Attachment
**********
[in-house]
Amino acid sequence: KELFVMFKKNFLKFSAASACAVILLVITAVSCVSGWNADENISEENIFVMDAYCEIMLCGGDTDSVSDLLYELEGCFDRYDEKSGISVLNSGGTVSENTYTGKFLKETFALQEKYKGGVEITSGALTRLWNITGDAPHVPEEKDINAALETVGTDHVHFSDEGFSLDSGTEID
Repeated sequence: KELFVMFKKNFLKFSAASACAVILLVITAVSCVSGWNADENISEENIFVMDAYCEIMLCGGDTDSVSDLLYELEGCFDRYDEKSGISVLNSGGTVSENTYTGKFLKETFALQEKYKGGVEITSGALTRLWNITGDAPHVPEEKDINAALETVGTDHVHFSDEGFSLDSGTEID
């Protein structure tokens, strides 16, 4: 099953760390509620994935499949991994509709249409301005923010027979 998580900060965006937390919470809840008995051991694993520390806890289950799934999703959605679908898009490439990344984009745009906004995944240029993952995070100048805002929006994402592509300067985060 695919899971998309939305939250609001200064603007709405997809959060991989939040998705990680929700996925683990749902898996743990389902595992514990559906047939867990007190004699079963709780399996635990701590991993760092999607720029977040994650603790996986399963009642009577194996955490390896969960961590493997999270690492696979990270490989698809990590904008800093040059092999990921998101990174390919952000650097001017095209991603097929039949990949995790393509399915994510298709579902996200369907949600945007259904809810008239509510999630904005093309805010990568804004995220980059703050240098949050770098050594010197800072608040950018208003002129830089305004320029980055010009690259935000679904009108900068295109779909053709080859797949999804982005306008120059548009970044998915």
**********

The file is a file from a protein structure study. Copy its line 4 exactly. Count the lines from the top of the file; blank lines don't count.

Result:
């Protein structure tokens, strides 16, 4: 099953760390509620994935499949991994509709249409301005923010027979 998580900060965006937390919470809840008995051991694993520390806890289950799934999703959605679908898009490439990344984009745009906004995944240029993952995070100048805002929006994402592509300067985060 695919899971998309939305939250609001200064603007709405997809959060991989939040998705990680929700996925683990749902898996743990389902595992514990559906047939867990007190004699079963709780399996635990701590991993760092999607720029977040994650603790996986399963009642009577194996955490390896969960961590493997999270690492696979990270490989698809990590904008800093040059092999990921998101990174390919952000650097001017095209991603097929039949990949995790393509399915994510298709579902996200369907949600945007259904809810008239509510999630904005093309805010990568804004995220980059703050240098949050770098050594010197800072608040950018208003002129830089305004320029980055010009690259935000679904009108900068295109779909053709080859797949999804982005306008120059548009970044998915």